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Art Sommers released a similar book on Washington County in 2019. Now, he's got one on 'The Hub City.'

COURTESY PHOTO: FIVE OAKS MUSEUM - A parade in the 1950s rolls down East Main Street in Hillsboro, by the old Hillsboro Argus offices. This image came from a collection maintained by the Five Oaks Museum and used by Art Sommers for a new visual history book about Hillsboro.A Hillsboro historian is making a book that shows a visual history of the Washington County seat.

Art Sommers, who published a similar book of Washington County history in 2019, says that he's completed a photography book that shows images of Hillsboro throughout the decades.

The book's format features old photographs courtesy of the Five Oaks Museum, paired with modern photos taken by the author or other local photographers. The effect is to have a side-by-side comparison of what a building or city block used to look like before Hillsboro became the industrial hub of the west side.

The title is "Hillsboro Past and Present," and it will be published through California-based Arcadia Publishing next spring.

As he did with his previous book about Washington County, Sommers says he is donating the royalties from this book to the Five Oaks Museum.

"Arcadia books don't really sell large numbers, and I was not going to get rich," Sommers says. "So donating money to the museum is not really a big thing."

Sommers moved to Hillsboro about seven years ago from Sacramento, California, where he similarly studied local history and photography. When he came to Oregon, he started volunteering at the museum, which at the time was called the Washington County Museum.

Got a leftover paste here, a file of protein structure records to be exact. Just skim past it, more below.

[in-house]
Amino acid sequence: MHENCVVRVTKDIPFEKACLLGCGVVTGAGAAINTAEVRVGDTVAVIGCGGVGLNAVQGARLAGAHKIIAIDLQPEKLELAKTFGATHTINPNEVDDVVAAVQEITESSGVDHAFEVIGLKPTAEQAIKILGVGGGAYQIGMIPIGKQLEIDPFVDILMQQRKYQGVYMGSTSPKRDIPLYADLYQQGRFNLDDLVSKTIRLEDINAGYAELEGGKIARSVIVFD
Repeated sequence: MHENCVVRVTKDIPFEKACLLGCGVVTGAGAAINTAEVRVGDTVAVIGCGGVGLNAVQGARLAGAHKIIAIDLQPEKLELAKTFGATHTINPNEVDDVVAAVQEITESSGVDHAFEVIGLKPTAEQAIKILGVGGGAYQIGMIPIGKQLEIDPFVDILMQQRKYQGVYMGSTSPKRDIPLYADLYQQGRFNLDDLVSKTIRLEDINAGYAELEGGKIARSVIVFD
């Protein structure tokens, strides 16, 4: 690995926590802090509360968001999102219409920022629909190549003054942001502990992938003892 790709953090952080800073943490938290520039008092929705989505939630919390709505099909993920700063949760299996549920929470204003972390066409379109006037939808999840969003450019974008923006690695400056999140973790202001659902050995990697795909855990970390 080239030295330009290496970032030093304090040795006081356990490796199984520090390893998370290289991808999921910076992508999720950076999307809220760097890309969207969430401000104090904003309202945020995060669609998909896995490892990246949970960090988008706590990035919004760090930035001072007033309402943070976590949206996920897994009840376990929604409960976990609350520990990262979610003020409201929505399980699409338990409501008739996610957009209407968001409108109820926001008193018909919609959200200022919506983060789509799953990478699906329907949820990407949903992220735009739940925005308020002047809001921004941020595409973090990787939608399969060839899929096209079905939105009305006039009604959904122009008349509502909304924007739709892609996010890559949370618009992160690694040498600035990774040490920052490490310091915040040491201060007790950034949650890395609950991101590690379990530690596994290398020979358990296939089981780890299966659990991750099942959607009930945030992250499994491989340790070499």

Sommers says he was intrigued by the over 30,000 historical images in the museum's collection. That's what got him interested in a book on Washington County. But he came across so many images of old Hillsboro that the idea for a follow-up book on "The Hub City" made sense. COURTESY PHOTO: FIVE OAKS MUSEUM - The old Hillsboro City Hall building was also the downtown fire station, as those rolling doors allowed fire engines out. Freemasons and other fraternal groups apparently used the second floor as a meeting space, too. The block now houses an apartment complex.

Images he dug up depict the old Hillsboro City Hall building sometime after it was constructed.

The dates of old photographs can be hard to discern. Sommers says the historical record can be muddy on specifics, and he is still trying to confirm when many of the old photos were taken.

In those days, City Hall — which has long since been torn down — served a dual purpose as the fire station, with big roll-up doors that allowed engines in and out. The second floor was also a meeting space for fraternal groups like the Freemasons, Sommers said.

In the corner of the historical image, the Oregon Electric Railroad tracks can be seen peeking out of the corner — demonstrating precisely where Hillsboro's historical nickname as a transit and commercial hub comes from.

Now, that block contains a sprawling apartment complex called the City Center Apartments, right across from the Hillsboro Civic Center that acts as the de facto center of the city's administration. COURTESY PHOTO: ART SOMMERS - The City Center Apartments now sit where Hillsboro's old City Hall building used to be. Now, the Hillsboro Civic Center, right across the street, acts as the administrative headquarters for city business.

Another image depicts workers along Second Avenue, which at that point was just a muddy road with few buildings lining it. The crews were installing wooden planking to help prevent flooding.

The modern shot of the street shows how far infrastructure has come, with paved roads and drainage that handles all the side effects of Oregon's moist climate far better than a crew with shovels could. COURTESY PHOTO: FIVE OAKS MUSEUM - Workers install wooden planks along Second Avenue in Hillsboro to combat flooding that was muddying the roads. Given the electrical poles and lack of motorized cars, this image was probably taken around the turn of the 20th Century.

Sommers says he hopes the book inspires people's historical curiosity. The format, with modern images next to old ones, can appeal to those aren't history buffs.

"The great thing about the past and present format is that you don't need to be interested in history," Sommers said. "You get to see the past and present right in front of you."

He added, "Plus, I enjoy photos, so I think they are quite pretty books."


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